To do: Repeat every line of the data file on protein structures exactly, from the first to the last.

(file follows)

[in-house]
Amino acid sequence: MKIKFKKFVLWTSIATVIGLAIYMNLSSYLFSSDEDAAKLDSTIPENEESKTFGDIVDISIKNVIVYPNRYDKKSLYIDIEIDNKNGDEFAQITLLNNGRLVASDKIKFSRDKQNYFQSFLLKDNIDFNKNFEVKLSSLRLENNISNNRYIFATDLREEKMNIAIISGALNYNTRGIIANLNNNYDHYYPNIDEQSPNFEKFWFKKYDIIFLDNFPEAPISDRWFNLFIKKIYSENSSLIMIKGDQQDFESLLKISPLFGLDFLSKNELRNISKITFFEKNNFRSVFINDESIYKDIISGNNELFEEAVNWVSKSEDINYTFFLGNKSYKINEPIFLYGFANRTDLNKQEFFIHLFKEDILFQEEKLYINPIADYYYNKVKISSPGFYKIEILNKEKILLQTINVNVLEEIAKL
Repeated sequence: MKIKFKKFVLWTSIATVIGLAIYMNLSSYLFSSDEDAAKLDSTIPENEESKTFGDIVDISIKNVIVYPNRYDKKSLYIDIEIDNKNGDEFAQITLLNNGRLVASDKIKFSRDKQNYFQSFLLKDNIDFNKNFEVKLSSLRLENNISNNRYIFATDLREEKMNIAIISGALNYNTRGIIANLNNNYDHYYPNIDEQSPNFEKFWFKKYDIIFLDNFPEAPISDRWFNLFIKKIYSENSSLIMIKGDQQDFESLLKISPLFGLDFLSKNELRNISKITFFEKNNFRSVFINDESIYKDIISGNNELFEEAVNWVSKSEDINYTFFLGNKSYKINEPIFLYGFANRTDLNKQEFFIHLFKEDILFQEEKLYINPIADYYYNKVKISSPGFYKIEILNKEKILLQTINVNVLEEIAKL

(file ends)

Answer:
[in-house]
Amino acid sequence: MKIKFKKFVLWTSIATVIGLAIYMNLSSYLFSSDEDAAKLDSTIPENEESKTFGDIVDISIKNVIVYPNRYDKKSLYIDIEIDNKNGDEFAQITLLNNGRLVASDKIKFSRDKQNYFQSFLLKDNIDFNKNFEVKLSSLRLENNISNNRYIFATDLREEKMNIAIISGALNYNTRGIIANLNNNYDHYYPNIDEQSPNFEKFWFKKYDIIFLDNFPEAPISDRWFNLFIKKIYSENSSLIMIKGDQQDFESLLKISPLFGLDFLSKNELRNISKITFFEKNNFRSVFINDESIYKDIISGNNELFEEAVNWVSKSEDINYTFFLGNKSYKINEPIFLYGFANRTDLNKQEFFIHLFKEDILFQEEKLYINPIADYYYNKVKISSPGFYKIEILNKEKILLQTINVNVLEEIAKL
Repeated sequence: MKIKFKKFVLWTSIATVIGLAIYMNLSSYLFSSDEDAAKLDSTIPENEESKTFGDIVDISIKNVIVYPNRYDKKSLYIDIEIDNKNGDEFAQITLLNNGRLVASDKIKFSRDKQNYFQSFLLKDNIDFNKNFEVKLSSLRLENNISNNRYIFATDLREEKMNIAIISGALNYNTRGIIANLNNNYDHYYPNIDEQSPNFEKFWFKKYDIIFLDNFPEAPISDRWFNLFIKKIYSENSSLIMIKGDQQDFESLLKISPLFGLDFLSKNELRNISKITFFEKNNFRSVFINDESIYKDIISGNNELFEEAVNWVSKSEDINYTFFLGNKSYKINEPIFLYGFANRTDLNKQEFFIHLFKEDILFQEEKLYINPIADYYYNKVKISSPGFYKIEILNKEKILLQTINVNVLEEIAKL